- Roku SoundBridge, a network music player
- SoundBridge Radio, a network music player with built-in speakers and subwoofer, AM‑FM receiver, volume-ramping alarm clock, preset buttons, SD slot, and headphone jack
For retailers, Roku also produced:
- BrightSign solid-state media player, designed to drive HD displays in a retail environment.
Roku's audio products did not use internal storage but relied on Wi-Fi or Ethernet to stream digital audio over a network, either from Internet radio or a computer attached to the same network. Roku introduced the Radio Roku Internet radio directory in August 2007; Radio Roku provides a directory of Internet stations, accessible from a web browser or from SoundBridge players.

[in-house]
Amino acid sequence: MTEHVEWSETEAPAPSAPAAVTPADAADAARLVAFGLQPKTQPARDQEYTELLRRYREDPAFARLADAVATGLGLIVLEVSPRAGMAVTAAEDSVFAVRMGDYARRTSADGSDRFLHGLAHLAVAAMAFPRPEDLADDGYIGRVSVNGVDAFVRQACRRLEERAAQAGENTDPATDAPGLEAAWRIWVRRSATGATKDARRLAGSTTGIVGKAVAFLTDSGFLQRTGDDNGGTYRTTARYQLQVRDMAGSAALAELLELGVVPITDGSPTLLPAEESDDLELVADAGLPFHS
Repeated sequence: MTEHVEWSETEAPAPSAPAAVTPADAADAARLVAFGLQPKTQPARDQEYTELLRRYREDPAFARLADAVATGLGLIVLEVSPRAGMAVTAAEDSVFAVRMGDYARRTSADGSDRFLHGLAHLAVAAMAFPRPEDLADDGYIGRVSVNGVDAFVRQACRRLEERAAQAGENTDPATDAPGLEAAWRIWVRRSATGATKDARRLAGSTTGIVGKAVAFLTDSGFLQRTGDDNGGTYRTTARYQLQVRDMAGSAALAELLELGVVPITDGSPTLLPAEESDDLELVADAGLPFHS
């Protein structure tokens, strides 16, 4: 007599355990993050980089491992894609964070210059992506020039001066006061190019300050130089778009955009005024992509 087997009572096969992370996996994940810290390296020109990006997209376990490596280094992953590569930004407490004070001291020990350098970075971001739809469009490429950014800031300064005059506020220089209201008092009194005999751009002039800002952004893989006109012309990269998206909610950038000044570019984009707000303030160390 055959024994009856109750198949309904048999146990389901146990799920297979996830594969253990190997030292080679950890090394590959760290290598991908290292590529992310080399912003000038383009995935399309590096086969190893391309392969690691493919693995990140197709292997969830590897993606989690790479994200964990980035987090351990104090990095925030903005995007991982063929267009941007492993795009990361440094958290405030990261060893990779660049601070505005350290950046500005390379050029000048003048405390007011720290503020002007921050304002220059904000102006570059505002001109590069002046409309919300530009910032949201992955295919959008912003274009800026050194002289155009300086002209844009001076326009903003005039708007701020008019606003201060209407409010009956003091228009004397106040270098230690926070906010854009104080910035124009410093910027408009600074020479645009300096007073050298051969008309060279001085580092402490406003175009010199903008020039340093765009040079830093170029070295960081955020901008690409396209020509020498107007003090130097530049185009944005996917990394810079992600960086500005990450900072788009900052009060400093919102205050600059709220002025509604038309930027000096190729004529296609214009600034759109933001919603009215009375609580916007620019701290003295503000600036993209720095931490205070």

Roku Streaming Player
Roku Streaming Players are set-top boxes for the delivery of over-the-top content. Content is provided by Roku partners, identified using the "channel" vernacular. Each separate channel supports content from one partner, although some content partners have more than one channel. In May 2011, Roku stated the Streaming Players had over one million viewers and had delivered 15 million channel downloads.
Roku devices support both on-demand content and live streaming. For live TV streams, Roku supports Apple HLS (HTTP Live Streaming) adaptive streaming technology. Both free and paid "channels" are available, as are some games. Roku Streaming Players are open-platform devices with a freely available SDK that enables anyone to create new channels. The channels are written in a Roku-specific language called BrightScript, a scripting language the company calls "similar to Visual Basic".
The Roku Channel